With my Bolt, there’s another good solution just up the street that’s about to open:

After all, the most power I can pull is about 55 kW, so these 62 kW stations will be just as good as a Supercharger to me. If I was coming in along the highway from out of town and found the Supercharger station full or near full, these would probably still be empty and only another half mile from the exit.

I know many people who own a Bolt or another EV that isn’t a Tesla are just itching to use the Superchargers, with some even saying that all of the other networks are dead to them (that’s a bit hyperbolic, but it’s social media, so that’s normal). But I’d personally like to support these other networks and keep them around to prevent a monopoly from forming. So, I’m probably going to make Superchargers a “Plan B” in most places, or use them if there’s nothing else in an area at all.

But, if you’re in my shoes, you might feel differently and really want to use Superchargers all the time to feel good or something. So, let’s talk some more about the issue.

Are There Any Cheap Fixes To This?

In the long run, we’ll probably see V4 chargers everywhere and this won’t matter. In the meantime, another post I came across shows us that there might be another temporary solution afoot:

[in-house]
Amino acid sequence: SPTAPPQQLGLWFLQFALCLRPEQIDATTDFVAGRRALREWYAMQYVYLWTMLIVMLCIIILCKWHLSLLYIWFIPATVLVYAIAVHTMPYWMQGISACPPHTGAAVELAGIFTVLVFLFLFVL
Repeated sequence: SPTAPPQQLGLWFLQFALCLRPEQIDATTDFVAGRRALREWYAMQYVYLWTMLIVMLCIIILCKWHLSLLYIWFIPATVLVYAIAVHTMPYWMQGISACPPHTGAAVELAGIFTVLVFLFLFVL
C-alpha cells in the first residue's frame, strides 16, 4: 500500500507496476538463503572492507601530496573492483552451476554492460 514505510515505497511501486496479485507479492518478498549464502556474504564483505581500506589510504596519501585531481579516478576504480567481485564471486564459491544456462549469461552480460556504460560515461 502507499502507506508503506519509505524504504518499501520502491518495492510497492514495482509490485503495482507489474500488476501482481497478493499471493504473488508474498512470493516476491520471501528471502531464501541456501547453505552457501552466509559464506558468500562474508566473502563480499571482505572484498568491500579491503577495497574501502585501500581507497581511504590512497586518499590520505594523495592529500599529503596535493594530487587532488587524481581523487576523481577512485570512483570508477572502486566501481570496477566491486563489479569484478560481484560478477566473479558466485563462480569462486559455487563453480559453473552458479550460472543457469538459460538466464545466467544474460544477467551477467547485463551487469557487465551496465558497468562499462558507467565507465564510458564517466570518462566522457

This under-construction station in Ozona, Texas, has some stations situated at the center of spaces and others straddling the line between spaces as usual. This raises an obvious question: can some of the stations out there be made more workable for different EVs by simply moving some of the stripes around? With just some black paint or tar and some white paint, some Supercharger stations out there could be redone to put the stalls at the center of more spaces, making for less conflict when they’re busy.

Obviously, painting some stripes or parking over the edge of curbs isn’t the answer for the long run. So, we need to think about other things like extension cables (which would be expensive!), putting longer cables on the V3 chargers, or even putting some longer cables on just a few of the stalls at each station for now like they did with the Magic Dock stations. I’d never skin a cat, but I hear there’s more than one way to do that should I ever change my mind.

But, what I’m really hoping to see is so much expansion of charging opportunities — both at Supercharger stations and elsewhere — that we don’t see much conflict. A station with spare capacity is probably the best outcome!

All images (except those in embedded Tweets) by Jennifer Sensiba.

Have a tip for CleanTechnica? Want to advertise? Want to suggest a guest for our CleanTech Talk podcast? Contact us here.

Latest CleanTechnica.TV Video

CleanTechnica uses affiliate links. See our policy here.

Jennifer Sensiba

Jennifer Sensiba is a long time efficient vehicle enthusiast, writer, and photographer. She grew up around a transmission shop, and has been experimenting with vehicle efficiency since she was 16 and drove a Pontiac Fiero. She likes to get off the beaten path in her "Bolt EAV" and any other EVs she can get behind the wheel or handlebars of with her wife and kids. You can find her on Twitter here, Facebook here, and YouTube here.

Jennifer Sensiba has 1983 posts and counting. See all posts by Jennifer Sensiba